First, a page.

• WordNet 3.6
    • v bedaub spread or daub (a surface)
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Webster's Revised Unabridged Dictionary
    • v. t Bedaub To daub over; to besmear or soil with anything thick and dirty. "Bedaub foul designs with a fair varnish."
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Century Dictionary and Cyclopedia
    • bedaub To daub over; besmear; soil.
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Chambers's Twentieth Century Dictionary
    • v.t Bedaub be-dawb′ to daub over or smear with any dirty matter.
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In literature:

Bedaubed with iridescent dirt.
"Sword Blades and Poppy Seed" by Amy Lowell
Many of the races wear no clothing, and have their bodies wholly or partially bedaubed with paint.
"Travels in Peru, on the Coast, in the Sierra, Across the Cordilleras and the Andes, into the Primeval Forests" by J. J. von Tschudi
They do not mutilate or bedaub their bodies (though the Andamanese indulge in a kind of "tattooing").
"More Science From an Easy Chair" by Sir E. Ray (Edwin Ray) Lankester
The faces of all were blood-bedaubed.
"The Wild Huntress" by Mayne Reid
The carriages were pelted with stones, and the City marshal, who tried to open the gates, was bedaubed with mud.
"Old and New London" by Walter Thornbury
The effect is like bedaubing a marble statue with paint.
"A Wonder Book for Girls & Boys" by Nathaniel Hawthorne
Both Greeks and savages employ the bull-roarer, both bedaub the initiated with dirt or with white paint or chalk.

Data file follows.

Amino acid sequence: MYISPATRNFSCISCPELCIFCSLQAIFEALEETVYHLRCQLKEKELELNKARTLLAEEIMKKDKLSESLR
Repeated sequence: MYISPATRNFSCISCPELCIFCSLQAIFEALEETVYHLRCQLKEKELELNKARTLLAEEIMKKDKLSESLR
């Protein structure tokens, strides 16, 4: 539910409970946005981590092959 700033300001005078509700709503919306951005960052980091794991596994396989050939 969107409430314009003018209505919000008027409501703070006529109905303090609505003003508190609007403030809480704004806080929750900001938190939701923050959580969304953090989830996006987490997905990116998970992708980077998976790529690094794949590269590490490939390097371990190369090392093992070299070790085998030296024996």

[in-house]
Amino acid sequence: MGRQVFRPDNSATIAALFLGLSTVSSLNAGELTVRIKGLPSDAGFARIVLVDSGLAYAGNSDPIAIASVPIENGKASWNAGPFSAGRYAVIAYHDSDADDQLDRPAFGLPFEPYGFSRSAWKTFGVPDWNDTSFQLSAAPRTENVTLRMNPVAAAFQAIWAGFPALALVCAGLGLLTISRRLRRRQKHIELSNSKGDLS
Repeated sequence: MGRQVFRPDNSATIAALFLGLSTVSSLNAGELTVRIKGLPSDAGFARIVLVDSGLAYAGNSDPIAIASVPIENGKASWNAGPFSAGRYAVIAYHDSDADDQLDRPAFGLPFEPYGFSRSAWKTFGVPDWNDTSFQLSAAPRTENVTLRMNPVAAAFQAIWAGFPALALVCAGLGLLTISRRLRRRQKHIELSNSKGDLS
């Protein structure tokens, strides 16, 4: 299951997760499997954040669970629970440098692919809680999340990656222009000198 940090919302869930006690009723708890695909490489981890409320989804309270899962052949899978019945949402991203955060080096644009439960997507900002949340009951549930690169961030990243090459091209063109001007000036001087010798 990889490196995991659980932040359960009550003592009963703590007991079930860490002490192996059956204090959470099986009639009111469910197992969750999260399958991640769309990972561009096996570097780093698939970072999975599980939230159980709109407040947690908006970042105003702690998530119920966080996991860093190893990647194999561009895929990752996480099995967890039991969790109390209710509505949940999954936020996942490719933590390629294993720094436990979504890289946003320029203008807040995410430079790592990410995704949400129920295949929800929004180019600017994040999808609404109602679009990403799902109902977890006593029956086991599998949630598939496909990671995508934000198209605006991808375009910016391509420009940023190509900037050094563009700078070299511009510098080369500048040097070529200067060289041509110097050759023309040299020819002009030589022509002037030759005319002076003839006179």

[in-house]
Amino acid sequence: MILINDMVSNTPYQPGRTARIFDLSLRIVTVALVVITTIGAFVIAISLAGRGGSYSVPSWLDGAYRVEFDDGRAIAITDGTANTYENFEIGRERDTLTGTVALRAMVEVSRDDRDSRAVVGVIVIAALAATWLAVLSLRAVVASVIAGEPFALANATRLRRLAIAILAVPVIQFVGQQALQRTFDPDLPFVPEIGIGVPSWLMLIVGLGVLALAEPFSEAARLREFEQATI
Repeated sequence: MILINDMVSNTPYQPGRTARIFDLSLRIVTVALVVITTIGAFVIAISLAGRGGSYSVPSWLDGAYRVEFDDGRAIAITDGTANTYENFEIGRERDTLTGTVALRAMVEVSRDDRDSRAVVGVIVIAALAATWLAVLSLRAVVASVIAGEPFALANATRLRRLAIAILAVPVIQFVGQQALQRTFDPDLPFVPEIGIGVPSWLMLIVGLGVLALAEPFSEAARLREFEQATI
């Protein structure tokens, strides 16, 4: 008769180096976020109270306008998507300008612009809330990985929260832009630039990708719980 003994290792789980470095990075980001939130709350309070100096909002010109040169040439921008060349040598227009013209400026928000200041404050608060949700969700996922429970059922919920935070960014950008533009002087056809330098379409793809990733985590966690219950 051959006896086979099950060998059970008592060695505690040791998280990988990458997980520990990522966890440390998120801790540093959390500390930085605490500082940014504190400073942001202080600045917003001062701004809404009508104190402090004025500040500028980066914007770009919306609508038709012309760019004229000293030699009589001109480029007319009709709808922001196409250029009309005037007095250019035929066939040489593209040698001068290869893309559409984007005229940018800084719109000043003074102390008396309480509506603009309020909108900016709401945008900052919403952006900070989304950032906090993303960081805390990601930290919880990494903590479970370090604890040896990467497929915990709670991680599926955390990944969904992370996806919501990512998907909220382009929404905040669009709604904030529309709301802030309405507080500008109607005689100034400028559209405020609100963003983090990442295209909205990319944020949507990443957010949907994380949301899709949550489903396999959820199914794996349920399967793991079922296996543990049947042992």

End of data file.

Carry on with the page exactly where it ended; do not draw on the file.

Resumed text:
"Custom and Myth" by Andrew Lang
He stood with hair disordered, and bedaubed with paint, before a fresh canvas, drawing madly.
"The Galaxy" by Various
The effect is like bedaubing a marble statue with paint.
"A Wonder Book and Tanglewood Tales" by Nathaniel Hawthorne
His clothing was torn to rags, bedaubed with dirt, and spotted with dry blood.
"Lost Lenore" by Charles Beach
Nor did any one ask whose blood bedaubed the saddle-flaps.
"The Headless Horseman" by Mayne Reid
"Odd People" by Mayne Reid
I opened my eyes upon a huge savage, painted and bedaubed, after their fashion.
"Old Trails on the Niagara Frontier" by Frank H. Severance
Sacred trees and stones are painted red, and for the most solemn of their rites savages bedaub themselves with red clay.
"Encyclopaedia Britannica, 11th Edition, Volume 11, Slice 3" by Various
Peter became pale through the very rouge that bedaubed his face, and sweat, cold as icicles, rained down his temples.
"Wilson's Tales of the Borders and of Scotland, Vol. XX" by Alexander Leighton
The face of the old man grew bright for a moment, but became serious straightway, when he saw the Bukoyemskis and Stanislav blood-bedaubed.
"On the Field of Glory" by Henryk Sienkiewicz
The men paint or bedaub their faces and breasts with a kind of red earth.
"The Captive in Patagonia" by Benjamin Franklin Bourne
The Deck is cover'd from Head to Stern with Crimson-Velvet, bedaub'd with a broad Lace, and Gold Fringes.
"The Memoirs of Charles-Lewis, Baron de Pollnitz, Volume I" by Karl Ludwig von Pöllnitz
She took up the copy of "Hiawatha" from the barrel where it lay, careful to keep the hem of her apron between it and her paint-bedaubed thumbs.
"The Little Colonel in Arizona" by Annie Fellows Johnston
To besmear; to bedaub, to bespatter.
"An Etymological Dictionary of the Scottish Language" by John Jamieson